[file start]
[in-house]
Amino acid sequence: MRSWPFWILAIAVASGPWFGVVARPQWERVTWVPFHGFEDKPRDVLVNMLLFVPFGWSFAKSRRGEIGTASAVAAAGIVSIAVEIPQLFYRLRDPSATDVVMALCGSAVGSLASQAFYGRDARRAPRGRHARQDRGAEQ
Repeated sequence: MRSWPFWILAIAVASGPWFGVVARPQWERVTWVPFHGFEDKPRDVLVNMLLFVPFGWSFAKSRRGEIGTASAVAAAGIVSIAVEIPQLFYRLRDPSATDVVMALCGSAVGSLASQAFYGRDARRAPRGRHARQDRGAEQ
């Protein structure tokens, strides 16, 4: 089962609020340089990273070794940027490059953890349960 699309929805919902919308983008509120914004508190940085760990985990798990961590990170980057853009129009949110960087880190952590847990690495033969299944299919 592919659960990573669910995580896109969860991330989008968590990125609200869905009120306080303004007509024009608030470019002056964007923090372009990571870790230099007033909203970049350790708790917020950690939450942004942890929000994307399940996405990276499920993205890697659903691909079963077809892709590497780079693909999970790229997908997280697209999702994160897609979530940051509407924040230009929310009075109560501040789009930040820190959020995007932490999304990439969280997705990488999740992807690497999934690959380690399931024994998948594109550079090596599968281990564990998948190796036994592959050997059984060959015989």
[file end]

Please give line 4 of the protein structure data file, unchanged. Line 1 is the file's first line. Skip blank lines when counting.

């Protein structure tokens, strides 16, 4: 089962609020340089990273070794940027490059953890349960 699309929805919902919308983008509120914004508190940085760990985990798990961590990170980057853009129009949110960087880190952590847990690495033969299944299919 592919659960990573669910995580896109969860991330989008968590990125609200869905009120306080303004007509024009608030470019002056964007923090372009990571870790230099007033909203970049350790708790917020950690939450942004942890929000994307399940996405990276499920993205890697659903691909079963077809892709590497780079693909999970790229997908997280697209999702994160897609979530940051509407924040230009929310009075109560501040789009930040820190959020995007932490999304990439969280997705990488999740992807690497999934690959380690399931024994998948594109550079090596599968281990564990998948190796036994592959050997059984060959015989």